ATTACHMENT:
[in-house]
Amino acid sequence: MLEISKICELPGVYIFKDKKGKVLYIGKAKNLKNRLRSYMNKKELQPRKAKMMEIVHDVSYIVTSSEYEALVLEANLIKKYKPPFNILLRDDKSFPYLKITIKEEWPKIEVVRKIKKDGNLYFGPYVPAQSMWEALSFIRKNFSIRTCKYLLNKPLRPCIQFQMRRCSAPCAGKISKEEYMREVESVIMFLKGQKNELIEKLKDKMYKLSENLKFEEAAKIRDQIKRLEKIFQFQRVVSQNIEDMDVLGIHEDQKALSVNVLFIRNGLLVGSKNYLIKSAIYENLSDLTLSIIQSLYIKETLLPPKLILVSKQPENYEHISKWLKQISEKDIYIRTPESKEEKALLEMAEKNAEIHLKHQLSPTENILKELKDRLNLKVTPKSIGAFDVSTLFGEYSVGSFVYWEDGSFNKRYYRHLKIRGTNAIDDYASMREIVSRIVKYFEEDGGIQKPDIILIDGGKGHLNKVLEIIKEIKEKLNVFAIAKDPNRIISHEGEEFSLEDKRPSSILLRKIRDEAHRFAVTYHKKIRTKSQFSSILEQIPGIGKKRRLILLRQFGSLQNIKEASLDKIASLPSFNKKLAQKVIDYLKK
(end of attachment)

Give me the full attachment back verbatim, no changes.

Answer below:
[in-house]
Amino acid sequence: MLEISKICELPGVYIFKDKKGKVLYIGKAKNLKNRLRSYMNKKELQPRKAKMMEIVHDVSYIVTSSEYEALVLEANLIKKYKPPFNILLRDDKSFPYLKITIKEEWPKIEVVRKIKKDGNLYFGPYVPAQSMWEALSFIRKNFSIRTCKYLLNKPLRPCIQFQMRRCSAPCAGKISKEEYMREVESVIMFLKGQKNELIEKLKDKMYKLSENLKFEEAAKIRDQIKRLEKIFQFQRVVSQNIEDMDVLGIHEDQKALSVNVLFIRNGLLVGSKNYLIKSAIYENLSDLTLSIIQSLYIKETLLPPKLILVSKQPENYEHISKWLKQISEKDIYIRTPESKEEKALLEMAEKNAEIHLKHQLSPTENILKELKDRLNLKVTPKSIGAFDVSTLFGEYSVGSFVYWEDGSFNKRYYRHLKIRGTNAIDDYASMREIVSRIVKYFEEDGGIQKPDIILIDGGKGHLNKVLEIIKEIKEKLNVFAIAKDPNRIISHEGEEFSLEDKRPSSILLRKIRDEAHRFAVTYHKKIRTKSQFSSILEQIPGIGKKRRLILLRQFGSLQNIKEASLDKIASLPSFNKKLAQKVIDYLKK